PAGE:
The seventeenth Strangers in Paradise trade paperback features much that entertains, but also signs of series fatigue.

Title: Tattoo (third series, #70-72, 74-76)
Author: Terry Moore.
ISBN: 1-892597-33-0

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Premise:

Katchoo wakes up after a Las Vegas bender and finds herself married to David. After dealing with a stalker pursuing one of Casey’s showgirl friends, she returns to Houston and continues her art career.

Francine tries to settle into married life. She and Brad move to Houston, and her parents reunite.

This issue also features a photo section of fan’s SiP-related tattoos which reveal their devotion for the series. A few of Moore’s sketches appear, which reveal his behind-the-scenes process. Finally, the usual cover gallery has been included, and the artwork suggests Terry was more comfortable when Francine and Katchoo were together.

High Points

The opening—- Casey awakes and recalls her marriage to David– and the story’s second half—- when the characters return to Houston—- showcase Moore’s strengths. Nothing terribly original happens, but he handles it well. If he cannot bring Francine and Katchoo back together, he makes use of many elements from SiP’s early years. Freddie Femur returns, older if not consistently wiser. Moore even shows Femur drunk and singing “Freebird” at a gala, and he makes it work. The supporting cast at Katchoo’s studio continues to show potential. As a bonus, Pat makes his first cameo in some time, serving drinks at an important function.

The single funniest bit in Tattoo involves a “Still Life” and a “Life Drawing” class resolving a scheduling conflict.

Low Point

A strange thing happens in these issues, which originally were bifurcated by the final chapter of Molly & Poo. Moore sets up an elaborate Las Vegas mystery involving Katchoo, David, Casey, and Casey’s friend Rusty. Rusty seeks clues in the unsolved disappearance of her husband. When she attracts a disturbed stalker, the principals once again face danger. While this plot develops, David and Katchoo struggle with the fact that they married while under the influence. These sorts of things happen in SiP, and Moore tells the story well.

Then he abandons the plot. The stalker gets taken down, and a section heavy with expository prose (and lines like “the truth hit me like a ton of bricks”) forcibly concludes the various storylines. We even see a piece of Rusty’s future, though we never learn the fate of her husband. It feels less like a conclusion than an author becoming bored with his current project.

The Scores

Originality: 4/6. The mystery in the first part of this story has potential; Moore forces the conclusion. The second part of the story features some good material reminiscent of the early issues though reflecting the characters’ ages. It’s good but not overly original. Fortunately, much quirkiness remains. At least three times, the artwork turns momentarily cartoony, to good effect. One page becomes “SiP Thimble Theatre with Jet Jones,” and hilariously recalls the weekend color comics of an earlier era—though those features never would have riffed on the word vagina.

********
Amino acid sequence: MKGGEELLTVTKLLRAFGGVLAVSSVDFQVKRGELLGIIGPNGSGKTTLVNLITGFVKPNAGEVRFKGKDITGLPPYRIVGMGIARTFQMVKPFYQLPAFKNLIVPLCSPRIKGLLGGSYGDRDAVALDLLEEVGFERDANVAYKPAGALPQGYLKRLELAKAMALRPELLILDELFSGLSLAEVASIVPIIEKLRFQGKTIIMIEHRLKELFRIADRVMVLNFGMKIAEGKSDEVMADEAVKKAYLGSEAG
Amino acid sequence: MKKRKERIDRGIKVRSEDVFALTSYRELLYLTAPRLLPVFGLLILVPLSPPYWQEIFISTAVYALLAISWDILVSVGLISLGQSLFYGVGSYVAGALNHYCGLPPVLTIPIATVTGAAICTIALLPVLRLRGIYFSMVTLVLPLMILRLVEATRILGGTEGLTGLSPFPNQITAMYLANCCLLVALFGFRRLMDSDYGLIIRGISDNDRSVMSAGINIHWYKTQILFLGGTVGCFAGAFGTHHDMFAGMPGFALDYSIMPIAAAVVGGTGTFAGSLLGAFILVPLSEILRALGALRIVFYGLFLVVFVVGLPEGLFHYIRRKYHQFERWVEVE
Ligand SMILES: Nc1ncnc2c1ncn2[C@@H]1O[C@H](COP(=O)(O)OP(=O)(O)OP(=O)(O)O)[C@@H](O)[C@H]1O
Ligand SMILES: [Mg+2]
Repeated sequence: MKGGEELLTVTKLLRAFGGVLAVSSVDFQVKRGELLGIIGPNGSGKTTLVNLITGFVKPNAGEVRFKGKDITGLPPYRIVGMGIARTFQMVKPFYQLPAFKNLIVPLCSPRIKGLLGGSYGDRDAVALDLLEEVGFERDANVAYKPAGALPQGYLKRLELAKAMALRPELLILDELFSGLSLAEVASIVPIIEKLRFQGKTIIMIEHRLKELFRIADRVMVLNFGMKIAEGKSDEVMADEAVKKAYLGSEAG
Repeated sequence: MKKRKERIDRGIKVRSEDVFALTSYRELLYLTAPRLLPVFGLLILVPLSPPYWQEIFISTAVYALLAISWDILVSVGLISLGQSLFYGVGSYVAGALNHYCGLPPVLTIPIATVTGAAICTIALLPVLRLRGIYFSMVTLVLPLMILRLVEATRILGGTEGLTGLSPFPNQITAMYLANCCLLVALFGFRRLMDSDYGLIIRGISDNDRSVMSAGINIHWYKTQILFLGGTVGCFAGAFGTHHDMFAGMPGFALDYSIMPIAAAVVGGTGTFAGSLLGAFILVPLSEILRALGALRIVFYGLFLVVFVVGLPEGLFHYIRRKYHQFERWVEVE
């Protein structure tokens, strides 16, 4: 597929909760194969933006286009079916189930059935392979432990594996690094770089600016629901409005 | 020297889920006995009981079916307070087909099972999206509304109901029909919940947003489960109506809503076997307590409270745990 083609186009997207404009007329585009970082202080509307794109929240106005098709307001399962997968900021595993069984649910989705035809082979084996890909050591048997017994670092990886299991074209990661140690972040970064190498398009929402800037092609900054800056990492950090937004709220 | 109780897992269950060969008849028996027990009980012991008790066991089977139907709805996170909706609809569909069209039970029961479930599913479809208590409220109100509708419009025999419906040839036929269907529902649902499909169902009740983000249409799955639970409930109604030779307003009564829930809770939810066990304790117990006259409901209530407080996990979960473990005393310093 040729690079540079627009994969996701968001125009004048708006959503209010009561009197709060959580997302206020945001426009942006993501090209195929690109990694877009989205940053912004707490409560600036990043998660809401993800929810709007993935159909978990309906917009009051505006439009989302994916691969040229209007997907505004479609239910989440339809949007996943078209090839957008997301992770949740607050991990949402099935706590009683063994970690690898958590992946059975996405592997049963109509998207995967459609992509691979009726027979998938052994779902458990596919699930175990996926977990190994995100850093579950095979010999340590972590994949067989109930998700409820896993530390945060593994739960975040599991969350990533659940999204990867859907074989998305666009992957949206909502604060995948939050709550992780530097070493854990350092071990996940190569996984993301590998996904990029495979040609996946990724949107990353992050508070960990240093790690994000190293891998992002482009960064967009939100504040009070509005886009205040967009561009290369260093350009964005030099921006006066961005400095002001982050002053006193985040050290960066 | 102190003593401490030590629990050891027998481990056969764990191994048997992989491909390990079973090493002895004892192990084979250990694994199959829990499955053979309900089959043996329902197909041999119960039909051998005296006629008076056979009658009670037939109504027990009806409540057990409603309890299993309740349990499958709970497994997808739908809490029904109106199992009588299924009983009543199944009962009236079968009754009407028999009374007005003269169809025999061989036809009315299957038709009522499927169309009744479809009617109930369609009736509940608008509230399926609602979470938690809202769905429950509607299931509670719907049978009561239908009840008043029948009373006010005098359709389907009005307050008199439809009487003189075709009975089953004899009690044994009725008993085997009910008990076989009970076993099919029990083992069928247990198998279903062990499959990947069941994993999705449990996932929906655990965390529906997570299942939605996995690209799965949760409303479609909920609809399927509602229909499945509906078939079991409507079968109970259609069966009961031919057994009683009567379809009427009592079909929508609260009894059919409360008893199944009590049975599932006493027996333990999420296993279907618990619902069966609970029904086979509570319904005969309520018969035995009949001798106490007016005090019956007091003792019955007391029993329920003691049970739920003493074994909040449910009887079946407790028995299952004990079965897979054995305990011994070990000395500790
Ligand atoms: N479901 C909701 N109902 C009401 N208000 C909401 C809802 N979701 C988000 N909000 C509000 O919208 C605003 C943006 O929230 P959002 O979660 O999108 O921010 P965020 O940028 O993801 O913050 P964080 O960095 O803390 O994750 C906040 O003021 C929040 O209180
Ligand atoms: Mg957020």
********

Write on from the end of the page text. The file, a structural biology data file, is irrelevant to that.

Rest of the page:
A cat named Maggie narrates one brief section, to good effect.

Artwork: 6/6. If his story seems to be faltering, Terry Moore continues to produce excellent, understated artwork. The use of small details in the opening sequence, the menacing depiction of Rusty’s stalker, the park landscape in #76, and the variety of realistic body types all demonstrate his talent. He also continues to include oddball details. The showgirls’ seamstress, for example, resembles Edith Head/Edna Mode.

Story: 4/6. Both major story arcs feature strong moments, but (as discussed under “Low Point”) Moore forces a conclusion to the first, and then introduces a new danger in the second, lurking in the background. It might have made more sense to allow the first to somehow carry into the second, if Moore was growing tired of the Vegas setting. In any case, Tattoo features fairly good material which never reaches its potential.

Characterization: 5/6. Characterization remains generally strong; Katchoo becomes something of a self-parody in two sequences where she’s left alone too long. Francine’s personality faces new challenges in her already-troubled marriage.

Freddie Femur has been permitted to grow somewhat. He remains, for the most part, the entertaining boor from the series’ early years, though he has obviously developed some affection for Katchoo.

Emotional response: 4/6

Flow 4/6. Some well-constructed stories suffer from abrupt shifts and forced developments. Some fine moments appear; Moore creates effective parallels between Francine’s and Katchoo’s marriages.

Overall: 5/6 These issues show glimpses of Strangers in Paradise at its most entertaining, but also clear indications of a series suffering from serious fatigue. Little wonder that shortly after Tattoo appeared, Moore announced he would bring his story to a definite conclusion.

In total, Tattoo receives a score of 32/42.